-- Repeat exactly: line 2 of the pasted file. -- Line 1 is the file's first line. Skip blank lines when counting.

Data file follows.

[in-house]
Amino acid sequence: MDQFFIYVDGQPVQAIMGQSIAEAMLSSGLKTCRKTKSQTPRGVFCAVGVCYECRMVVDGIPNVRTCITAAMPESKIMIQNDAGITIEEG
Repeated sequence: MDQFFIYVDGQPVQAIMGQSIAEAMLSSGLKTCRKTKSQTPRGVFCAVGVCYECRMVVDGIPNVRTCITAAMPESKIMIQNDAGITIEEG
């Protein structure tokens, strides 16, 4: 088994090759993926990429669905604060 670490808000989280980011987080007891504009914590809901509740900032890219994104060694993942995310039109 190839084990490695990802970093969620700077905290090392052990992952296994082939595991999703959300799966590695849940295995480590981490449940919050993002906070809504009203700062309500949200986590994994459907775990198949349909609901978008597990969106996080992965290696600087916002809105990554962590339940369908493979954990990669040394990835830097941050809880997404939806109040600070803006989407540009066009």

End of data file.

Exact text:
Amino acid sequence: MDQFFIYVDGQPVQAIMGQSIAEAMLSSGLKTCRKTKSQTPRGVFCAVGVCYECRMVVDGIPNVRTCITAAMPESKIMIQNDAGITIEEG